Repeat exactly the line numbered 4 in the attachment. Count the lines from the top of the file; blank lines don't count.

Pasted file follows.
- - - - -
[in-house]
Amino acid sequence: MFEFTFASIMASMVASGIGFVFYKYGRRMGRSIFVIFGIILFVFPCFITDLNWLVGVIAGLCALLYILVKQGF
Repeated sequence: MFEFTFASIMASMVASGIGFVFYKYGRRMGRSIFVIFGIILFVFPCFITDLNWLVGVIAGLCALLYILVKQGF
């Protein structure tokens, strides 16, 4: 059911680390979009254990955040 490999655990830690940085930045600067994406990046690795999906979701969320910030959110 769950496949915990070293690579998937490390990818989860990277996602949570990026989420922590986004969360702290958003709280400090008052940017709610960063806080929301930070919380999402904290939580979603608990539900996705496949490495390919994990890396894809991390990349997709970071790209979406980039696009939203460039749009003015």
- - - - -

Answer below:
């Protein structure tokens, strides 16, 4: 059911680390979009254990955040 490999655990830690940085930045600067994406990046690795999906979701969320910030959110 769950496949915990070293690579998937490390990818989860990277996602949570990026989420922590986004969360702290958003709280400090008052940017709610960063806080929301930070919380999402904290939580979603608990539900996705496949490495390919994990890396894809991390990349997709970071790209979406980039696009939203460039749009003015």